After she turned away, I looked back down at my daughter, who was soothing herself in my arms. She had placed two fingers in her mouth, which she always did when she was upset, and was sucking them. With her other hand, she was playing with my hair. I said, “Sweetie pie,” and she looked up at me, dark eyes still cloudy and confused. “Why don’t you go to the living room and find something to watch on television for a few minutes. I need to have a few words with Pop-Pop.” She released my hair and touched her own. After watching her play in her own hair for a few seconds, I raised my hand to her hair and joined her. Her fingertips found mine, and our fingers locked together for a moment, strands of her hair pressed between our palms. I knew how I handled her in this moment would impact her for years to come. “Your hair is just fine baby. It’s beautiful just like you.”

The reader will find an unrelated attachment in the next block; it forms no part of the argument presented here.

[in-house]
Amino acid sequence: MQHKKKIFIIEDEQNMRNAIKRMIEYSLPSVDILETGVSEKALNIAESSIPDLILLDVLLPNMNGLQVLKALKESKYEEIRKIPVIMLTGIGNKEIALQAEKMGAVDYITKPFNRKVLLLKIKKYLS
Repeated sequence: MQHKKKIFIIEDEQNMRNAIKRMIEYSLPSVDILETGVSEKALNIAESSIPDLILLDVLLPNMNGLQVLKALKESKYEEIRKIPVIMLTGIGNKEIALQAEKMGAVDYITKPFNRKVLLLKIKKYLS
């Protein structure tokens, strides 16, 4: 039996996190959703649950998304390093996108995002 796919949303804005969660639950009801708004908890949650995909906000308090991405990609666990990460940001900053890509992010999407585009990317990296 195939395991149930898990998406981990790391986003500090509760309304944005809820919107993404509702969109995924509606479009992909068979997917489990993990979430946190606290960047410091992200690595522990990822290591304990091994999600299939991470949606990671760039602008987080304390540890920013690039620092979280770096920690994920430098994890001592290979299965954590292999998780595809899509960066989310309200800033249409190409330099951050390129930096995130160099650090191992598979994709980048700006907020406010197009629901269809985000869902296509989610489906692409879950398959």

Still unsure, Jasmine turned her head slightly to look back over at her grandfather. He didn't return her gaze. He sat stony faced and angry, looking straight ahead. “Look at me sweetheart,” I said to Jasmine, who turned back toward me. “Your hair is fine. I’m not sure what Grandpa meant but let me talk to him about it. Go watch television.” She finally seemed a bit more at ease. She smiled, and I kissed her cheek, and she kissed mine. She climbed down out of my arms. Before she ran off, she turned and said to her grandfather, “I like your hair Pop-Pop. It’s so shiny and black.”

Once she left the room, I let the dam break.